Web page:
Weirdly enough, part of the immersion we want from a film is to make us not notice we are seeing a film. We like getting into its fictional world and looking through the characters’ eyes in a way that feels natural, even in the wildest and craziest stories. When we talk about great films, we get into abstract territory: technical, original, controversial, or just fun. Entertainment is key, and while a lot of times comedies lack deep characters and are filled with generic storylines and clichés, writer/director Wes Anderson comes to prove us all wrong. He presents his story in a way that it lets you know you are watching a work of fiction, more in the fashion of a moving painting than traditional film some might say.
TASK 1: FILM STUDY ESSAY Lord of the Rings (2001-2003) and the later released The Hobbit (2012-2014) are fantastic fantasy adventure films directed by Peter Jackson. It is obvious that the underlying theme is the continual struggle between good and evil, but the techniques that Peter Jackson uses make it easy to identify between the contrast of good and evil. In this essay I will be talking about the techniques that are used to make the difference clear between the good and evil forces. For reference to identify between the good and evil, I will be using the Dwarves and Orc’s. The Orc’s are portrayed evil by the way the camera shots are taken.
Creating a suspenseful movie without it becoming boring, or creating a funny movie that’s not full of cheap jokes are both feats in their own right but the Coen brothers were able to combine the two into there one with their knockout debut Blood Simple. Blood Simples editing creates a suspenseful neo noir film that is full of dramatic irony. The audience knows going on behind the scenes but the characters don 't and they keep making the worst choices. The first edit I will look at in the film is when Marty breaks into Rays house and grabs hold of Abby. The editing here is reminiscent of Russian montage editing and creates a panicked feeling in the audience.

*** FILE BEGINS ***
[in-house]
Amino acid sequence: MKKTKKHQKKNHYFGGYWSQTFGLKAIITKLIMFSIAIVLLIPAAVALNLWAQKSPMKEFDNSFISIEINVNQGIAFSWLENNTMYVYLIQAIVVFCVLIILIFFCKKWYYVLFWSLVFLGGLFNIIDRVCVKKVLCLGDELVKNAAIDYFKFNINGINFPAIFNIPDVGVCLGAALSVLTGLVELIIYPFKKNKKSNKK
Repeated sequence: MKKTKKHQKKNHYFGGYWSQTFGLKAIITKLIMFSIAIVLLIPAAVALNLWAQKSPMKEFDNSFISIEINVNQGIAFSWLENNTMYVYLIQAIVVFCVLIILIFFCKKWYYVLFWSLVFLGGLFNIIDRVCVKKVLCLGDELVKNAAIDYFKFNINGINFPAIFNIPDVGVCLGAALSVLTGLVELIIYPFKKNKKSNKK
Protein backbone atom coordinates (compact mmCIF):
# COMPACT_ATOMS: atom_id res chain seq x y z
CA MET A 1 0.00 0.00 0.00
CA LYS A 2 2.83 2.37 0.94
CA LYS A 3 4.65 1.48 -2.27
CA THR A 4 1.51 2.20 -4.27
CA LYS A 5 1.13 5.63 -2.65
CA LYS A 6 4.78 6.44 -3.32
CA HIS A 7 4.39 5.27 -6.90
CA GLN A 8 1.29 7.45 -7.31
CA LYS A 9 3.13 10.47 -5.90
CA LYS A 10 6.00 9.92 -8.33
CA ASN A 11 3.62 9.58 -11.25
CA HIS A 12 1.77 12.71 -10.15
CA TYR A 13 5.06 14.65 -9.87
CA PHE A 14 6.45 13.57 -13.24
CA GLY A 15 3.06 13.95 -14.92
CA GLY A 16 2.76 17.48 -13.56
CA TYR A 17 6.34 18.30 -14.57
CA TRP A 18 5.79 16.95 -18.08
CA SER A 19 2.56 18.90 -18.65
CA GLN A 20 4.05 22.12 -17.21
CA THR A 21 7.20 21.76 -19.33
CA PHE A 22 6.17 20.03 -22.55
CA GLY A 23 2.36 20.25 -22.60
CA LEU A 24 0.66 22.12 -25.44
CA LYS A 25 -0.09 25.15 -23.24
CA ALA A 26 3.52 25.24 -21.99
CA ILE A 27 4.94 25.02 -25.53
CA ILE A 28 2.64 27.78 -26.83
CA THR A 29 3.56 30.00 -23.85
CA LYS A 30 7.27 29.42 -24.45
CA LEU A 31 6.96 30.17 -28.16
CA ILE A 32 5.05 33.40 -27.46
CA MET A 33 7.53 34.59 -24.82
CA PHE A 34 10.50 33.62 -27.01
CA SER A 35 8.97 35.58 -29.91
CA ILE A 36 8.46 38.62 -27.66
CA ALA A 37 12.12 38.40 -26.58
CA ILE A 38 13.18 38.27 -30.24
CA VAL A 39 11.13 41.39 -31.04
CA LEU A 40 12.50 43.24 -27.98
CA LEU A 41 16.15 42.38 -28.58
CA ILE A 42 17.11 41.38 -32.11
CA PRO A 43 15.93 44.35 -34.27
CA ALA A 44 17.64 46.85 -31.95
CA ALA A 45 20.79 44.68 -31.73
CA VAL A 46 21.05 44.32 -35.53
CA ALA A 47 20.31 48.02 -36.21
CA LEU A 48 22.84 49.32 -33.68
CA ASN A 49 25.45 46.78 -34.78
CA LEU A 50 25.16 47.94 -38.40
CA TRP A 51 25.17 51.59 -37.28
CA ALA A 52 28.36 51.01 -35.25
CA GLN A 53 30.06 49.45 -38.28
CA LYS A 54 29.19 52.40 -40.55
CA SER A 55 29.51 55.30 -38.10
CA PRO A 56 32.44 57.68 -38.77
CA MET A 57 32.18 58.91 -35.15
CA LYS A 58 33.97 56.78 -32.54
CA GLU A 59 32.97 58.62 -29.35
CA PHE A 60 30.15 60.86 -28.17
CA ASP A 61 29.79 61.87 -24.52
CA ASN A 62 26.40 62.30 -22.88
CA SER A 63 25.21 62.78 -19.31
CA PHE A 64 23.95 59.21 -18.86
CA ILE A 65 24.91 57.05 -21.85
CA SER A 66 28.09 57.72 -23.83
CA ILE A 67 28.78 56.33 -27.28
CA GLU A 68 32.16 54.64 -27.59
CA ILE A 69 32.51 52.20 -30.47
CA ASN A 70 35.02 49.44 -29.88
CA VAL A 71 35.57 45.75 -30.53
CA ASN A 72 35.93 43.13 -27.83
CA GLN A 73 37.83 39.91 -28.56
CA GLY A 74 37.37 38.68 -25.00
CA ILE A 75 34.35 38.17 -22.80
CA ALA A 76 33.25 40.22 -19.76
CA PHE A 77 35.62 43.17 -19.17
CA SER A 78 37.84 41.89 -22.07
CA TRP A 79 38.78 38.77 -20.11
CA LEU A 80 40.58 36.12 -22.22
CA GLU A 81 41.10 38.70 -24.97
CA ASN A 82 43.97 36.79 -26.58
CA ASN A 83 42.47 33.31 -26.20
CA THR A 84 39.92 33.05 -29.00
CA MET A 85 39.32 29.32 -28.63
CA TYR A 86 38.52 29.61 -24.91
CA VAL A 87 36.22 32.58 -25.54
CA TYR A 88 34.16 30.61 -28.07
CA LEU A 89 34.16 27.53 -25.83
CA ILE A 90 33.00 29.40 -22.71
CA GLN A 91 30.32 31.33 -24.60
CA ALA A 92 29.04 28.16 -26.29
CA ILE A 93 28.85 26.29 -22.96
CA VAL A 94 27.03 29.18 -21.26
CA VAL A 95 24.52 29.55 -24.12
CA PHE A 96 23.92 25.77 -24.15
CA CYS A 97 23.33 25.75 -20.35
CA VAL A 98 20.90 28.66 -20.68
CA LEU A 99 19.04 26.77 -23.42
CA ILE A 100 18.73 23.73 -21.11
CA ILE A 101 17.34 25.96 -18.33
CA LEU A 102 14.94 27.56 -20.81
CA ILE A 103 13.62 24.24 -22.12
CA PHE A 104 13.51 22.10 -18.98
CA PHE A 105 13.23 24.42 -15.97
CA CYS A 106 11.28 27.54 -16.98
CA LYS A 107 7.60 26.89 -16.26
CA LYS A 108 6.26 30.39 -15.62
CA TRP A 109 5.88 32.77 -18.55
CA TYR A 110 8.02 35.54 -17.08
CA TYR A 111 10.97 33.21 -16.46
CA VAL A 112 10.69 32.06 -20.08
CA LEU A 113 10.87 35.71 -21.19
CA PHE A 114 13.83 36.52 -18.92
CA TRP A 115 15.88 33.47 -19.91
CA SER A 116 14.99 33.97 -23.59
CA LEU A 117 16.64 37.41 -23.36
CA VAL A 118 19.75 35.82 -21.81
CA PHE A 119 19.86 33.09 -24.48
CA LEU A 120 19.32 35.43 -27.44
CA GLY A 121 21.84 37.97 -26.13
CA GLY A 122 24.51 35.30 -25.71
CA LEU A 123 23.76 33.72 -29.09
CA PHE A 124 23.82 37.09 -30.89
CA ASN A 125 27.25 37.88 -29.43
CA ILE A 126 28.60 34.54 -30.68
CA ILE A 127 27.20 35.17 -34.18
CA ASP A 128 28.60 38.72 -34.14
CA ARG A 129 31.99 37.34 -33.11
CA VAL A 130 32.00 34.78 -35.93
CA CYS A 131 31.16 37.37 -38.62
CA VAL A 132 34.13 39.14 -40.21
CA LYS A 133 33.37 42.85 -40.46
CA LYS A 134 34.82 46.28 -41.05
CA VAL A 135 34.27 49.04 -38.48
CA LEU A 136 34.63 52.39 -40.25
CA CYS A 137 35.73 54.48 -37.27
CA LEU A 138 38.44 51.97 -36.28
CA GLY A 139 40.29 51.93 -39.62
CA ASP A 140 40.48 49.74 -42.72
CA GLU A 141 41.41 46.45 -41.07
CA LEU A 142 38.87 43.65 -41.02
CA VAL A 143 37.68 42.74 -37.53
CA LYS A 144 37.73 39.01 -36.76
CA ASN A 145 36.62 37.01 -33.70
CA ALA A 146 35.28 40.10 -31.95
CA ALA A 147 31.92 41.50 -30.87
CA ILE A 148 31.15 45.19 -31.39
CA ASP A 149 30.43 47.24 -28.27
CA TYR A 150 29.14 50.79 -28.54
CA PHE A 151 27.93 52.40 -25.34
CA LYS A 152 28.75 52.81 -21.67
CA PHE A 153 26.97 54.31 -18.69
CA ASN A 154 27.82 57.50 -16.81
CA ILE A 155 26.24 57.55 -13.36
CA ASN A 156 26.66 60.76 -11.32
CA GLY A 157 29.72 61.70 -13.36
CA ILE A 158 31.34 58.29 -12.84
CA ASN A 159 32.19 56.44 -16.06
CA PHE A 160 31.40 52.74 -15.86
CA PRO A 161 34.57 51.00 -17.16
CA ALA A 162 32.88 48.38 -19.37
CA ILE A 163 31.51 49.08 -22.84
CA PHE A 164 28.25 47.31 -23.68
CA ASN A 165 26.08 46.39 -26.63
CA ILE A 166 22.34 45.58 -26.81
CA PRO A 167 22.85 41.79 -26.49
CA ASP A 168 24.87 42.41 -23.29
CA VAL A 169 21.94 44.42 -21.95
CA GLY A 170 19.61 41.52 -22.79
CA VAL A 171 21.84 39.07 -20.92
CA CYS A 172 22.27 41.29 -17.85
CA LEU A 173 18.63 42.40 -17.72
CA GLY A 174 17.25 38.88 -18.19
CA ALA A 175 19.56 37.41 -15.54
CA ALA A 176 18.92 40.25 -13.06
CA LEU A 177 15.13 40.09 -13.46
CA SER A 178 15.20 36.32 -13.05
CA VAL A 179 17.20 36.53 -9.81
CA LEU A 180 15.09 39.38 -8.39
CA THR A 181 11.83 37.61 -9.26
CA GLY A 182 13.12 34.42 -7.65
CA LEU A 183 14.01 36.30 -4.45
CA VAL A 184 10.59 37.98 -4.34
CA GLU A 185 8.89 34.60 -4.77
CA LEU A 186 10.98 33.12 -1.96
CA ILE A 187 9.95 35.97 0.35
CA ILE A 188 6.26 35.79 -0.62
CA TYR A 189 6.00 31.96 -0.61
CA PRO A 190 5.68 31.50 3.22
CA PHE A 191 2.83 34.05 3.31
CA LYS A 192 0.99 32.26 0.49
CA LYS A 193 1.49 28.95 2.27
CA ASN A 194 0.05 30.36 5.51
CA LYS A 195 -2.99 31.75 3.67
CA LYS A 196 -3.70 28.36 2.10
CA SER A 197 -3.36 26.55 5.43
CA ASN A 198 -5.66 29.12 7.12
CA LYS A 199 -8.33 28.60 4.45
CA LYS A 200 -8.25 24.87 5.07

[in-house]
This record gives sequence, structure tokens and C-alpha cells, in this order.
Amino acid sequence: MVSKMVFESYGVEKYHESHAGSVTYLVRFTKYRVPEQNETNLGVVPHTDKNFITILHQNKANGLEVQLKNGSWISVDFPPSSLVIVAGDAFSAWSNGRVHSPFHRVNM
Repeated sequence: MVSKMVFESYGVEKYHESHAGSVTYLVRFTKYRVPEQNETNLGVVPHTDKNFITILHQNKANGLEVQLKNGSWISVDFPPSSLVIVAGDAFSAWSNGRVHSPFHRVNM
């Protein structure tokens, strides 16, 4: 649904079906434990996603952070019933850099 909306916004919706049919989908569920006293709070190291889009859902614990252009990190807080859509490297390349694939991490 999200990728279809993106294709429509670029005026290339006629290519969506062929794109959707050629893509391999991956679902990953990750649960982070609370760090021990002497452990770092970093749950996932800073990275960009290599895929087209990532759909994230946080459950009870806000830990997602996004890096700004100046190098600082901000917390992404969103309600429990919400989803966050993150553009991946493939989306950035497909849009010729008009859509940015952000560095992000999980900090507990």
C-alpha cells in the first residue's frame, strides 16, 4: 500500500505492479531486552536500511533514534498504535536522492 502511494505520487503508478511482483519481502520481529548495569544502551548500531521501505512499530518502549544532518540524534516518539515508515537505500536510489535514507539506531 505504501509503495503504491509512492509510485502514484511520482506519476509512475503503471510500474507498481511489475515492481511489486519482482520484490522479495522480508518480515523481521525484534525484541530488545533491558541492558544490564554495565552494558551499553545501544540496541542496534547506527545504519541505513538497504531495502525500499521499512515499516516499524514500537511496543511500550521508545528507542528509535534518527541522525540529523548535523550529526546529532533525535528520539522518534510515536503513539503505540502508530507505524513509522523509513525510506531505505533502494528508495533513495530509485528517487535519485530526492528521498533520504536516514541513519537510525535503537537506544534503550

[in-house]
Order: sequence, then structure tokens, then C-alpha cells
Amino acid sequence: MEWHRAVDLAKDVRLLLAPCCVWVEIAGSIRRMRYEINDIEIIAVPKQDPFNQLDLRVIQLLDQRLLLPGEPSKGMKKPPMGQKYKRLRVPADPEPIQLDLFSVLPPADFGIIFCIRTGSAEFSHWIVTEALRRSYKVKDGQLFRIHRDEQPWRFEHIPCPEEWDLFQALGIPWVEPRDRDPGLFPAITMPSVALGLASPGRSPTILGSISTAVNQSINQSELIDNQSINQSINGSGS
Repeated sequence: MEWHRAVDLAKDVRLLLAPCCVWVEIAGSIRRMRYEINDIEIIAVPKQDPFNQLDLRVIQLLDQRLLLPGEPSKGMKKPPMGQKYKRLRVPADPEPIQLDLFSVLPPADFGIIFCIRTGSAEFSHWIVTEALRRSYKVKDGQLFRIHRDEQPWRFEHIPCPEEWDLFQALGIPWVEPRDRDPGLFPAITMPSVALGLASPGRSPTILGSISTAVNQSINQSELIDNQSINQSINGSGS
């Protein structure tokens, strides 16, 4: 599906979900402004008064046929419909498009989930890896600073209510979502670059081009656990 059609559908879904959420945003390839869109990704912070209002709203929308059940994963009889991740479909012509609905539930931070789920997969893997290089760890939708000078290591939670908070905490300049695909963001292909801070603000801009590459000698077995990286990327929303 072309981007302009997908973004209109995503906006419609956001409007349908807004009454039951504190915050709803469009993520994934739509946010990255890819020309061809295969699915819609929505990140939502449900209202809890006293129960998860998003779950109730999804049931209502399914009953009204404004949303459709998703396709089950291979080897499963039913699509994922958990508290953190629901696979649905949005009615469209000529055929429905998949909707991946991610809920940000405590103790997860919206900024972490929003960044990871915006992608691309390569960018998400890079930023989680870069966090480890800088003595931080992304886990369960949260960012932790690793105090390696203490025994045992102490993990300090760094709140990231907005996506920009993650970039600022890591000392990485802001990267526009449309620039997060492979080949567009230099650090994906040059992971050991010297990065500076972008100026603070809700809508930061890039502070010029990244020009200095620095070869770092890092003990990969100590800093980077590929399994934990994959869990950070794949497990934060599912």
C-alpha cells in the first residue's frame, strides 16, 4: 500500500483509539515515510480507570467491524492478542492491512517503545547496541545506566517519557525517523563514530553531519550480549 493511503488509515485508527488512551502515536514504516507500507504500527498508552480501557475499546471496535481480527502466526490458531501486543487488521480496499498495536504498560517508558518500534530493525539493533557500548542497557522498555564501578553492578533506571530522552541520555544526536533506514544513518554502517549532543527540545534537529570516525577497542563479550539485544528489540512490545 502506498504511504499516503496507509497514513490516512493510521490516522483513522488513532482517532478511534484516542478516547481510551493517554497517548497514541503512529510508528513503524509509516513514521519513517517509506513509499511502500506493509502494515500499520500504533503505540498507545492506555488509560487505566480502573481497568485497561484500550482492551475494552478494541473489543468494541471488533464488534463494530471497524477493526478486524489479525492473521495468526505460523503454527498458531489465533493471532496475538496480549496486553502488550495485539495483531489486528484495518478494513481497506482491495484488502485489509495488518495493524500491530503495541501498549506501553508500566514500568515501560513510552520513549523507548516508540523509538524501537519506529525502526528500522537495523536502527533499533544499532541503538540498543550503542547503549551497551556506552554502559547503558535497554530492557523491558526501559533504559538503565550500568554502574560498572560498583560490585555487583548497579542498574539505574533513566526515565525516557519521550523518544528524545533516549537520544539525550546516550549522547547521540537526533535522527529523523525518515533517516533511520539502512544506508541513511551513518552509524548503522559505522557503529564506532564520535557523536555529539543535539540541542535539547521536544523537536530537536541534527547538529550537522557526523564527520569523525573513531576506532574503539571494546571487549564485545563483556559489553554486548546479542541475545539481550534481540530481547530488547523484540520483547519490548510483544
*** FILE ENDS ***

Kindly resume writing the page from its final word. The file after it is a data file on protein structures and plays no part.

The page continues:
Huston makes use of the tools in classical Hollywood narration to create a visually and technically mediocre film, but manipulates and bends those same tools to profoundly enhance storytelling and character development. The Maltese Falcon takes advantage of the continuity system to make each cut leave a lasting impact and push the plot forward. The film, while not devoid of cuts, makes
The evolution of the director Baz Lurhmann Andrew Venter Topic two: “Lurhmann’s films are not so much adaptations as re-imaginings” Baz Lurhmann is a very distinctive director who is both loved and hated for his bold cinematic techniques. These techniques allow Lurhmann to recreate famous titles such as Romeo and Juliet in a way that very few people could have ever imagined. From Lurhmann’s first film Strictly Ballroom these techniques were very prevalent and instead of out growing these brash techniques he actually evolved and developed his techniques. And thus resulted, resulting in the creations of very successful films. In this essay I will be discussing how Lurhmann has evolved these cinematic techniques beginning in Strictly Ballroom, continuing in Romeo and Juliet and finally in The Great Gatsby.
The main soundtrack “Edward Scissorhands” gives an indication of mystery and thrill, whilst another soundtrack “Ice Dance” features more of a romantic and innocent side of the movie. Edward’s dark and gloomy presence symbolises his different individuality contrasted from the society of orderly shapes and colourful environment. At the beginning of the movie, Peg the Avon Lady, who takes care of Edward says: “blending is the secret” and puts different tones of skin colours on Edward in an attempt to make him fit into the